B-P’s calm demeanor intrigued Hamilton: “Outwardly, he maintains an impenetrable screen of self-control, observing with a cynical smile the foibles and caprices of those around him…. He seems to close every argument with a snap, as though the steel manacles of his ambition had checkmated the emotions of the man…. ” Hamilton accompanied B-P on one of his nocturnal spying missions into Boer territory: “As he makes his way across our lines the watchful sentry strains his eyes before him, until the undulations of the veld conceal his progress…. He goes on, never faltering, bending for a moment behind some bushes, crawling  upon his hands and knees…. In a little while he moves again, his inspection is over, and he either changes to a fresh point or startles some dozing sentry as he slips back into town.”

And yet this was a man of peculiar talents. He could draw caricatures simultaneously with left hand and right, sing comic songs, and appear on stage in a wig and a girl’s dress. Lady Sarah Wilson observed that in the theatricals B-P assumed different roles with “Fregoli-like rapidity.” She was referring to the Italian actor Leopoldo Fregoli, who had entertained London audiences on an 1897 tour with his quick-change act, exiting stage left as a street musician and reappearing moments later as a woman stage right.

Leopoldo Fregoli.

Leopoldo Fregoli.

But if the town alarm bells happened to ring during such a performance, B-P instantly put aside the masquerade and calmly took charge. Quite an interesting personality: full of earnest patriotic fervor one moment and indulging in whimsy the next. Whatever his contradictions, the important thing for the British public was that B-P had held the town during those long, hard days.

The “glorious” phase of the war

The Empire entered the war October 1899 thinking it would be over by Christmas. But the ragged Boers, with their unkempt beards and dirty hats, proved a tougher foe than expected. They used their deadly Mauser rifles to win a major victory at Ladysmith, and in mid-December the British suffered the crushing Black Week defeats at Stormberg, Magersfontein, and Colenso.

The picture stayed grim in early 1900. General  Sir Redvers Buller experienced so many setbacks along the Tugela River that he became known as “Sir Reverse.” But shipload after shipload of fresh troops poured into Cape Town and Durban, and Piet Cronje’s February 27 defeat at Paardeberg marked a changing of the tide. Lord Roberts’ huge army of 30,000 pushed aside the outnumbered commandos that opposed it, steamrolling northeast to capture the Free State capital of Bloemfontein and press on toward Pretoria.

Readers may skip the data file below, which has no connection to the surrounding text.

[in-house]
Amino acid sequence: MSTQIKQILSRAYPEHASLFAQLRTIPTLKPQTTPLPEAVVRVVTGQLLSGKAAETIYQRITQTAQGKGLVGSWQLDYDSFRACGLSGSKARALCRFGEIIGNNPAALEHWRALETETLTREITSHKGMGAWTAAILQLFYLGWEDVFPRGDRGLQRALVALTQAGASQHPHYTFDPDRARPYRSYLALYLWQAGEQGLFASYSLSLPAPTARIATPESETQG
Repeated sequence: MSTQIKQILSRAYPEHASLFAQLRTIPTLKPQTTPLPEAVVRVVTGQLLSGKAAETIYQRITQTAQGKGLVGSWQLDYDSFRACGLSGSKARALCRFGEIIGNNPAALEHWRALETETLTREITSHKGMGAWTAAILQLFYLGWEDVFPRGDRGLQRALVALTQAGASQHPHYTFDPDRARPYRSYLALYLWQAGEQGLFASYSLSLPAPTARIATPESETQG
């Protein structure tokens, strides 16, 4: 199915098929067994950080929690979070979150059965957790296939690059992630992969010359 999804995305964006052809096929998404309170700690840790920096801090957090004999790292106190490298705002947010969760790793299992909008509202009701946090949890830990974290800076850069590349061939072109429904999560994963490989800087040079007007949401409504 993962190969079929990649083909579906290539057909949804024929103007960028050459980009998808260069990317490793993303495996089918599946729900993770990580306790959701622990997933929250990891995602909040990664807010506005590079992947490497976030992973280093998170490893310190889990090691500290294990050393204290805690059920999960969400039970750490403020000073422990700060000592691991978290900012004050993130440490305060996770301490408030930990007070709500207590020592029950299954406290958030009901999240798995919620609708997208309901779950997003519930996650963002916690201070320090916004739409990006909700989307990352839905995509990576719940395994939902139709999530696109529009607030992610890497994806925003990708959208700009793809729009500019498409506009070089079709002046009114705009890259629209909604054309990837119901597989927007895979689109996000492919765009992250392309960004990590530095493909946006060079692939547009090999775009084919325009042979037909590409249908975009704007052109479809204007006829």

The Tommies marching on Pretoria.

The Tommies marching on Pretoria.

The relief of Mafeking came just two weeks before Roberts captured Johannesburg. Six days later the British flag flew over Pretoria, Paul Kruger and his Government officials fled in a railcar, and it seemed victory had been achieved. Many of the war correspondents went home, never suspecting the war could continue until May 1902.

Two years of guerilla warfare lay ahead. General Lord Kitchener came in to wage war with scorched-earth tactics, burning down the Boer farms, forcing the commandos against barbed-wire fences in gigantic “drives,” and putting the women and children into concentration camps. When the Boers finally surrendered, they were wearing grainbags for clothing and subsisting on game and handfuls of plundered corn.

Postscript: Sol Plaatje

The adroit young African Sol Plaatje stopped keeping his diary at the end of March, too busy with his work as a court interpreter and freelancing work he did for the British newspapermen—he had access to information unavailable to the white community.